I was driving Dad’s old farm truck along the alfalfa patch last Sunday afternoon when nephew Blake told me to watch out for the corn field.
I looked out my window and then I looked at him and asked, “What corn field?”
“That one,” he replied, pointing out my driver’s side window.
“Ah Blake, that’s a bean field,” I said.
“Yeah, those are soybeans,” declared Zach, who has spent quite a bit more time on the farm than his Fairmont cousin.
It seemed rather odd to me that my nephew wouldn’t know the difference between corn and soybeans. I don’t know why it should — he is a generation removed from the farm.
If just one generation removed from the farm doesn’t know the difference between a corn plant and a soybean plant, imagine the lack of farm knowledge among people who are two, three or more generations removed from farm life.
I can’t imagine not being able to tell the difference between an alfalfa field and a wheat field, or knowing the difference between a cow and a steer. These are things people should just know — especially people who live in farm country.
Thanks to Nobles County Farm Bureau’s Breakfast on the Farm event planned Saturday, people without any connections to farm life can see a real, working farm. They can see where cattle live and how corn plants in the field are turned into cattle feed. They can sit on a tractor seat, go for a hay ride and, perhaps most importantly, speak face to face with local farmers who work every day to feed not just the people of southwest Minnesota, but people half a world away.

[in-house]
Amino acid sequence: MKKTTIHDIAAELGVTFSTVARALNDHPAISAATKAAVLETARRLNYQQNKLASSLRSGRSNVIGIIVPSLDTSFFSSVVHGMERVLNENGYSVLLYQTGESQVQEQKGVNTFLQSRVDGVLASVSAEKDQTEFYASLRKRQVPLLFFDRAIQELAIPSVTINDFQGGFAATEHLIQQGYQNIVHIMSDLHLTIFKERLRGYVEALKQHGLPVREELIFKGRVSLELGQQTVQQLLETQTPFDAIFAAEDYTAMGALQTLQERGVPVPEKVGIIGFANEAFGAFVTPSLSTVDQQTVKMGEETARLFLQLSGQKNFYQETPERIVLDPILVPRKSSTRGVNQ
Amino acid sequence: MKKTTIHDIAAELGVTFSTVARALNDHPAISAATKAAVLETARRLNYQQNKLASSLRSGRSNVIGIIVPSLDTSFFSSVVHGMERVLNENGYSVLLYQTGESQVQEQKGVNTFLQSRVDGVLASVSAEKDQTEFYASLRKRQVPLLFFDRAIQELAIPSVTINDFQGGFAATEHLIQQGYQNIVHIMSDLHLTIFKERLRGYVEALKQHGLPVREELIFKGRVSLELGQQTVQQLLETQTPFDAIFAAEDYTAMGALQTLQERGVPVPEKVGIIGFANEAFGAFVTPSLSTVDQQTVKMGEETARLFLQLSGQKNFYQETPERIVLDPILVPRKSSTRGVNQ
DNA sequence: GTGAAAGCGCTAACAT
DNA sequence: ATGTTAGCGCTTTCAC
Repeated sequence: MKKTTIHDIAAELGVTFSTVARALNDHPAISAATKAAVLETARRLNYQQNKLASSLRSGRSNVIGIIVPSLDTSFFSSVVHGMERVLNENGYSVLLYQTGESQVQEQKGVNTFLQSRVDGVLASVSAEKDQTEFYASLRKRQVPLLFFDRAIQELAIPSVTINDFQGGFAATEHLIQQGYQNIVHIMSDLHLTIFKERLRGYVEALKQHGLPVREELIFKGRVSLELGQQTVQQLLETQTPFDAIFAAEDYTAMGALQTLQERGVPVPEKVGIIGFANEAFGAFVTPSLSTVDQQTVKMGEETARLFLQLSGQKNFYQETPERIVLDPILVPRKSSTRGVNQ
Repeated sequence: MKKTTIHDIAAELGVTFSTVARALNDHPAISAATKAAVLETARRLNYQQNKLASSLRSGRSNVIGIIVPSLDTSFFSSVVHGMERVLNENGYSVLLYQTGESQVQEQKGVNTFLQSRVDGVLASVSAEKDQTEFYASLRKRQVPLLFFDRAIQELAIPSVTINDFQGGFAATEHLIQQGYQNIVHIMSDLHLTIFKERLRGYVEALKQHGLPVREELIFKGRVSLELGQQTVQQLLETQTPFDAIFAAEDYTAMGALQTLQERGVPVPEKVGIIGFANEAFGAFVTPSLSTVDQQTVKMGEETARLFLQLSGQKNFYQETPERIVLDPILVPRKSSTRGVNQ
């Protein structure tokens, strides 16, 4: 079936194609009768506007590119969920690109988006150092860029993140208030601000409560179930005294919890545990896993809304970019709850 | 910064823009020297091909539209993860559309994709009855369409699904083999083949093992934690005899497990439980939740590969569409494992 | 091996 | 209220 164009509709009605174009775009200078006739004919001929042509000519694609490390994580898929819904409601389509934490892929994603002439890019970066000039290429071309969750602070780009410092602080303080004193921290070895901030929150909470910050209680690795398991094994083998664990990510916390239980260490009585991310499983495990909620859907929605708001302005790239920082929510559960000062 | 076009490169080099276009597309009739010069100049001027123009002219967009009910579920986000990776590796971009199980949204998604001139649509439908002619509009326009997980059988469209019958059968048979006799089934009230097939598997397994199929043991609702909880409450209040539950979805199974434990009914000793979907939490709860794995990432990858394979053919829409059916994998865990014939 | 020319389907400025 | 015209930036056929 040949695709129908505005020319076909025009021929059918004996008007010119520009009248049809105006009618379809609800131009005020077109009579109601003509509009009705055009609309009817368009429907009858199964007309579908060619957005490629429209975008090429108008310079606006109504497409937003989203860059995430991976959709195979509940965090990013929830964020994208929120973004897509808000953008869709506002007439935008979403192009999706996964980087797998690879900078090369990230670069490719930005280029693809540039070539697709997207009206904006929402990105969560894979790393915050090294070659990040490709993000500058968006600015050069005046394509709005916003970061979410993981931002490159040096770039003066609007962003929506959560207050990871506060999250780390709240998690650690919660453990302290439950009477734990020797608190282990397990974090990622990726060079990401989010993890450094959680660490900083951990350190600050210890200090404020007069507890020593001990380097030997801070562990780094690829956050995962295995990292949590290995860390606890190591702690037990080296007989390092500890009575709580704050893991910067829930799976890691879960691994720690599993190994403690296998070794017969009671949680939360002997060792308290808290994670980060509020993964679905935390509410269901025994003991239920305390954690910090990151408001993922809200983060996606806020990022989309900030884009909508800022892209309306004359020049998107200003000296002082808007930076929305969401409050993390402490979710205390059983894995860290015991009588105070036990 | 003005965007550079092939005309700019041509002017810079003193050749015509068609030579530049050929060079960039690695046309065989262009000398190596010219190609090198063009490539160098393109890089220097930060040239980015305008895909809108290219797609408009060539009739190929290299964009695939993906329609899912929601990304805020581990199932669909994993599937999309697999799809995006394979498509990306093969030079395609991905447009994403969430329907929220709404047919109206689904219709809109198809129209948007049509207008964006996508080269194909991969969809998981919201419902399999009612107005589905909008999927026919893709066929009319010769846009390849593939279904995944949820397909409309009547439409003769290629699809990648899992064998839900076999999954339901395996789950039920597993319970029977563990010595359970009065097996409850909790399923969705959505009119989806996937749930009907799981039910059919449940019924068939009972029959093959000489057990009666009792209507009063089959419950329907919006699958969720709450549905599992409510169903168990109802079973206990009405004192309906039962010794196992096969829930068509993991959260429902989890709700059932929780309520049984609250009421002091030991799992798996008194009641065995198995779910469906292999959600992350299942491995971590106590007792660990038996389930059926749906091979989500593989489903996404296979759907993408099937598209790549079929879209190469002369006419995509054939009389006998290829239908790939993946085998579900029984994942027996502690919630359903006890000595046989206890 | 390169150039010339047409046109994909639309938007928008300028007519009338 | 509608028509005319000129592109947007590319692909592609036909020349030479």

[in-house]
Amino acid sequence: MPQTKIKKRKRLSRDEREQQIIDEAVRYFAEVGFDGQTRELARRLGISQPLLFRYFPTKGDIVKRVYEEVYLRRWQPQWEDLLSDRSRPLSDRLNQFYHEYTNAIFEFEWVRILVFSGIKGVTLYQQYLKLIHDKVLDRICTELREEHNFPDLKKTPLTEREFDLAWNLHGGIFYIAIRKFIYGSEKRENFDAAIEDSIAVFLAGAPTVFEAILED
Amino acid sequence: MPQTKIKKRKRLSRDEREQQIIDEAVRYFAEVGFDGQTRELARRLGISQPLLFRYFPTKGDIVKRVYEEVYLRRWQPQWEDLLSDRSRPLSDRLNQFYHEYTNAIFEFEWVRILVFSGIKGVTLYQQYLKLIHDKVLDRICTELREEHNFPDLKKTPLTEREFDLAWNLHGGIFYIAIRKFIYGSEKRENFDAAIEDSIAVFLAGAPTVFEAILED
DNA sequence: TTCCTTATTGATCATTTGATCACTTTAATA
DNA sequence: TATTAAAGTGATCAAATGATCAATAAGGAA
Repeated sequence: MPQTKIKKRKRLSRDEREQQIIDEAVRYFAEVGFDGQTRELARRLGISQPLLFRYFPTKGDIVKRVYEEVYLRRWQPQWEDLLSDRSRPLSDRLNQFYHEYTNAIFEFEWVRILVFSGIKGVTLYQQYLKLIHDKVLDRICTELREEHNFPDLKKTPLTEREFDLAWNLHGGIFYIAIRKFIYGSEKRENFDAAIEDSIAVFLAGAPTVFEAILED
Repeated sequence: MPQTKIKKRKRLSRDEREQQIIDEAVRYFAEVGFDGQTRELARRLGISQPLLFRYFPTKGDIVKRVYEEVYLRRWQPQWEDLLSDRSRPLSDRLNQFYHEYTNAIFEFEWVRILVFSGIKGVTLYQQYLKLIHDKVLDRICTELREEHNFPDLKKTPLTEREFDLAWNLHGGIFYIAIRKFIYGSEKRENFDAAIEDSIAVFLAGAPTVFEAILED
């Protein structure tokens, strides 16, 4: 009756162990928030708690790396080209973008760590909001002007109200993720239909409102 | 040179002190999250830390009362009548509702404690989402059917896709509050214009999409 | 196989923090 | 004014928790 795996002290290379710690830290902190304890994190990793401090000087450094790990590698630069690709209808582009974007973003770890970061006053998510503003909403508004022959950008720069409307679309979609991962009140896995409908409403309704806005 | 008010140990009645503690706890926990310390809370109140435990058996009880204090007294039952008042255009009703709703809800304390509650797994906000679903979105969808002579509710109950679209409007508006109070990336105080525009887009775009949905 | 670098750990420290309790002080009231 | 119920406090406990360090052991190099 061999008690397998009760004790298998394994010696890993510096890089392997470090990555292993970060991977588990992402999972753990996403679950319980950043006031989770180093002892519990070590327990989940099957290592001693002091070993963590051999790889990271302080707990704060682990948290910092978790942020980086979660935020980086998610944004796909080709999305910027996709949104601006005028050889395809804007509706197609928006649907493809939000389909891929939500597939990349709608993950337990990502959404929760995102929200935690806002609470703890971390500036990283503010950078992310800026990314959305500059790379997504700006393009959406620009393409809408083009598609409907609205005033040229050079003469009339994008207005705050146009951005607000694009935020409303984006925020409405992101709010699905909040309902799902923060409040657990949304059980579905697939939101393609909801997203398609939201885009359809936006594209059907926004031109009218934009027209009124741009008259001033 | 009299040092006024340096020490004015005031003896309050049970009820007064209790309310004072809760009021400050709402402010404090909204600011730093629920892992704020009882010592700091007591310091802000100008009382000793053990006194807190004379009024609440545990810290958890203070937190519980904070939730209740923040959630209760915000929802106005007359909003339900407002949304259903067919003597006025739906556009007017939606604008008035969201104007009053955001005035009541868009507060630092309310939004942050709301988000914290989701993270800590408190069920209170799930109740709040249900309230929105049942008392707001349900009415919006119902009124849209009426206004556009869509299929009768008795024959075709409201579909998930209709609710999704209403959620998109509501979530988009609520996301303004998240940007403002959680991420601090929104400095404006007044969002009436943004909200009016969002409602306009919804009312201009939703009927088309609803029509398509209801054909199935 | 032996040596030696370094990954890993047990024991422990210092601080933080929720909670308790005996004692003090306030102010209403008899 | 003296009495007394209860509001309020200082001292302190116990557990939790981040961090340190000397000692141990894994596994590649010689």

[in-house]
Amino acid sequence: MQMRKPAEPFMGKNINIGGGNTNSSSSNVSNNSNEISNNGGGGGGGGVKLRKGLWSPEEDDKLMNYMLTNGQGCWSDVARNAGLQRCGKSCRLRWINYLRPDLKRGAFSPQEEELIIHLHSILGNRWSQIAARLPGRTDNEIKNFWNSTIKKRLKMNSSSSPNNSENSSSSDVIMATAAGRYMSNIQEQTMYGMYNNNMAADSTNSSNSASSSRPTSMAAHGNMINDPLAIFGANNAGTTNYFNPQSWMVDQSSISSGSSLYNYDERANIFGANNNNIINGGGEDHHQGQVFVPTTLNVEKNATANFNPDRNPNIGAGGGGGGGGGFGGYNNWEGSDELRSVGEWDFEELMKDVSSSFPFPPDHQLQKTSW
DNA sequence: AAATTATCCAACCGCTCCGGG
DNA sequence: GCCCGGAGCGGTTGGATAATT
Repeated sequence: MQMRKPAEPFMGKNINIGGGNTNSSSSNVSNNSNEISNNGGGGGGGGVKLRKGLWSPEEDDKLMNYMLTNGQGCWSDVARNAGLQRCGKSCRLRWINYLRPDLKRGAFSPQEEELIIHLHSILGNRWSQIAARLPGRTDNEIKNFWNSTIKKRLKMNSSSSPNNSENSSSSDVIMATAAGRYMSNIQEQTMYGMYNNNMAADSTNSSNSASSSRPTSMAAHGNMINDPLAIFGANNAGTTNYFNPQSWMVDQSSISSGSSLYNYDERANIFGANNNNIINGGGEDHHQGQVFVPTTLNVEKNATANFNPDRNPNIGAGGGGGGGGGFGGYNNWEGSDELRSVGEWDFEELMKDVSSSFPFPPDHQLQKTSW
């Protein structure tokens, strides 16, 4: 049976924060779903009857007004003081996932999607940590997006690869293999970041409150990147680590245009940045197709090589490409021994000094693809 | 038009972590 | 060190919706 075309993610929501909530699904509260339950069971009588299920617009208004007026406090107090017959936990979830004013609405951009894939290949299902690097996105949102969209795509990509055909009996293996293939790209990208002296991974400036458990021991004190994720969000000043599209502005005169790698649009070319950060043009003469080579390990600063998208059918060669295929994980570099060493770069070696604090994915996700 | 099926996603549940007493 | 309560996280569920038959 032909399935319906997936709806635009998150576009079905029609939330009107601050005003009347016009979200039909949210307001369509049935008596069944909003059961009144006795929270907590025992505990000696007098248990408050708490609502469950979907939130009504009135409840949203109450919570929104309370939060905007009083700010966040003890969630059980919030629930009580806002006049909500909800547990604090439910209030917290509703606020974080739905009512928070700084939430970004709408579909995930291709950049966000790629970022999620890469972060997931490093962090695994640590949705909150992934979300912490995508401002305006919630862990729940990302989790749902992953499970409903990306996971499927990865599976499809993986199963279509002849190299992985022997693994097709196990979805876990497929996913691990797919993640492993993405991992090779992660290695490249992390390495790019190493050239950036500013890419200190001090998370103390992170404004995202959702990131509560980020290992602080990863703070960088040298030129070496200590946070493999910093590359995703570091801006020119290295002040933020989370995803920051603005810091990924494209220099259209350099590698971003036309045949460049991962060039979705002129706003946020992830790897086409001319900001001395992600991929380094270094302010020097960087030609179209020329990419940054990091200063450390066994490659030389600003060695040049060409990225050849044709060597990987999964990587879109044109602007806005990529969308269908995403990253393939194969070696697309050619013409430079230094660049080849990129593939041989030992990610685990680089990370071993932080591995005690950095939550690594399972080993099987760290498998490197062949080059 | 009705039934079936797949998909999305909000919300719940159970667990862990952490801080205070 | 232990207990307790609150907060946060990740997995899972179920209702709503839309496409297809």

Having spent the first 20 years of my life on the farm, I tend to feel sorry for people who haven’t had the experiences I did growing up. Oh, I don’t mean walking beans, picking rocks, baling hay or scooping manure — although all of those farm jobs taught me a strong work ethic. Instead, the experiences that come to mind are the little things — the fun things.
I learned how to drive a tractor when I was about five years old (granted, I steered that ‘M’ Farmall right toward the grove but still, I was the only one with my hands gripping the steering wheel!)
I made mud pies with my brothers from dirt we dug up from the floor of the granary. We built forts in the hay and straw bales up in the haymow and chased geese around the farm yard (more often, the geese chased us … those mean birds!)
There was always something to do on the farm — always some mischief for us kids to get into, and always some place for us to hide when Mom or Dad was looking for help.
I can guarantee that if you visit the Tim Blume family farm on Saturday, they won’t put you to work — although I’m sure there is plenty of work that needs to be done. That is, after all, the life of a farmer.
If you haven’t yet heard about Breakfast on the Farm (there was a story in Wednesday’s Today’s Farm, and it’s been talked about on local radio), here is one more invitation for you.
The Blume farm is located at 28319 260th Street. To get there, just follow Nobles County 35 two miles west of Worthington, then take Nystrom Avenue one mile south and turn west on 260th Street until you reach the Blume’s driveway.
The event is from 9 a.m. to 1 p.m. and includes a free pancake breakfast.
Free food and fun on the farm, what could be better?